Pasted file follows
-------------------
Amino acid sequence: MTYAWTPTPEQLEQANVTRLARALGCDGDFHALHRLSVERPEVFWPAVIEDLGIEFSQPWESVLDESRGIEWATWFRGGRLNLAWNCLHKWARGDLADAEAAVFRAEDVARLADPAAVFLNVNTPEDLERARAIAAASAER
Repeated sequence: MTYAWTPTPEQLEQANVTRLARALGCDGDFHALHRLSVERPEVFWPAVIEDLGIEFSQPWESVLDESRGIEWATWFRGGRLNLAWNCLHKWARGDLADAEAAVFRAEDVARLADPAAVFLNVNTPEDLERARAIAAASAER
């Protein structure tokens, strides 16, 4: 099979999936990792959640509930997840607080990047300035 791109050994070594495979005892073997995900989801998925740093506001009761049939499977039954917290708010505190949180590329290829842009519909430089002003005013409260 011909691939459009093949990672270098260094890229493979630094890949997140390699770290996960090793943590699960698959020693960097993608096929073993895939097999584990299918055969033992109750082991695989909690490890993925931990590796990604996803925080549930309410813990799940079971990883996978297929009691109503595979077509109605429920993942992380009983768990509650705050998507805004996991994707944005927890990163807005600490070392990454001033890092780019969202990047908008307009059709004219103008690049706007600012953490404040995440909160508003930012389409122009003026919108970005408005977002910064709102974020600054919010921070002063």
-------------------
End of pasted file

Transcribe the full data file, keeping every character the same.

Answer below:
Amino acid sequence: MTYAWTPTPEQLEQANVTRLARALGCDGDFHALHRLSVERPEVFWPAVIEDLGIEFSQPWESVLDESRGIEWATWFRGGRLNLAWNCLHKWARGDLADAEAAVFRAEDVARLADPAAVFLNVNTPEDLERARAIAAASAER
Repeated sequence: MTYAWTPTPEQLEQANVTRLARALGCDGDFHALHRLSVERPEVFWPAVIEDLGIEFSQPWESVLDESRGIEWATWFRGGRLNLAWNCLHKWARGDLADAEAAVFRAEDVARLADPAAVFLNVNTPEDLERARAIAAASAER
């Protein structure tokens, strides 16, 4: 099979999936990792959640509930997840607080990047300035 791109050994070594495979005892073997995900989801998925740093506001009761049939499977039954917290708010505190949180590329290829842009519909430089002003005013409260 011909691939459009093949990672270098260094890229493979630094890949997140390699770290996960090793943590699960698959020693960097993608096929073993895939097999584990299918055969033992109750082991695989909690490890993925931990590796990604996803925080549930309410813990799940079971990883996978297929009691109503595979077509109605429920993942992380009983768990509650705050998507805004996991994707944005927890990163807005600490070392990454001033890092780019969202990047908008307009059709004219103008690049706007600012953490404040995440909160508003930012389409122009003026919108970005408005977002910064709102974020600054919010921070002063």